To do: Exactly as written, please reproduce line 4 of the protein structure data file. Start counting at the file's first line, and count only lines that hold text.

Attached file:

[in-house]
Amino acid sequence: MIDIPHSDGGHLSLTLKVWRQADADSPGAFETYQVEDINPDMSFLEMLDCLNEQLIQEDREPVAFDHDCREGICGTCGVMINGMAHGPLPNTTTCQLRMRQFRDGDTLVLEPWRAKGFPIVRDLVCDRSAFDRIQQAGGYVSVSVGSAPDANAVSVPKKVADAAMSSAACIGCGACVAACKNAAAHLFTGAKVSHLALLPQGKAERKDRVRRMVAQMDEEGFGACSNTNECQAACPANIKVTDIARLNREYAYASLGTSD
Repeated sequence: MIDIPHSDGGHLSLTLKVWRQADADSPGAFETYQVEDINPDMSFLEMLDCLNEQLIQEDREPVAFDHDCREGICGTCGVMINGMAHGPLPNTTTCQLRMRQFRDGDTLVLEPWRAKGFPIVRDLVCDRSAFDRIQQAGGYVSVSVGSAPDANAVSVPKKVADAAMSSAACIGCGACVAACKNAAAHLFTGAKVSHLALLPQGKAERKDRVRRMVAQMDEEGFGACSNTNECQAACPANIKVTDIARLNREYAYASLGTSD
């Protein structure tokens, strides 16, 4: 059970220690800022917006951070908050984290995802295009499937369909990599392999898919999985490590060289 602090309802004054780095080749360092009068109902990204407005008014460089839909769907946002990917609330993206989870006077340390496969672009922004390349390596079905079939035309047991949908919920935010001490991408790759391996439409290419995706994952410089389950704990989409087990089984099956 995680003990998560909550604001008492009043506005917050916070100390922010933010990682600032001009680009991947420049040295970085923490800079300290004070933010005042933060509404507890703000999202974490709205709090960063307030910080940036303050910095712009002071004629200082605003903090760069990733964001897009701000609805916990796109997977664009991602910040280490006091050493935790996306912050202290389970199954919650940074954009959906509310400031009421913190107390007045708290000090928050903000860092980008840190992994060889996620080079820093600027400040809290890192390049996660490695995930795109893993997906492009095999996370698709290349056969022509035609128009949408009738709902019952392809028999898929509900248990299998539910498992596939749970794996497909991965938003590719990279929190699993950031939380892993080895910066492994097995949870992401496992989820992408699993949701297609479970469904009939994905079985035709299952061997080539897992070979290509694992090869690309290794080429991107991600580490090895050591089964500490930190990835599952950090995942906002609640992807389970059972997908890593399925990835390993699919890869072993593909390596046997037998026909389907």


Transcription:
């Protein structure tokens, strides 16, 4: 059970220690800022917006951070908050984290995802295009499937369909990599392999898919999985490590060289 602090309802004054780095080749360092009068109902990204407005008014460089839909769907946002990917609330993206989870006077340390496969672009922004390349390596079905079939035309047991949908919920935010001490991408790759391996439409290419995706994952410089389950704990989409087990089984099956 995680003990998560909550604001008492009043506005917050916070100390922010933010990682600032001009680009991947420049040295970085923490800079300290004070933010005042933060509404507890703000999202974490709205709090960063307030910080940036303050910095712009002071004629200082605003903090760069990733964001897009701000609805916990796109997977664009991602910040280490006091050493935790996306912050202290389970199954919650940074954009959906509310400031009421913190107390007045708290000090928050903000860092980008840190992994060889996620080079820093600027400040809290890192390049996660490695995930795109893993997906492009095999996370698709290349056969022509035609128009949408009738709902019952392809028999898929509900248990299998539910498992596939749970794996497909991965938003590719990279929190699993950031939380892993080895910066492994097995949870992401496992989820992408699993949701297609479970469904009939994905079985035709299952061997080539897992070979290509694992090869690309290794080429991107991600580490090895050591089964500490930190990835599952950090995942906002609640992807389970059972997908890593399925990835390993699919890869072993593909390596046997037998026909389907």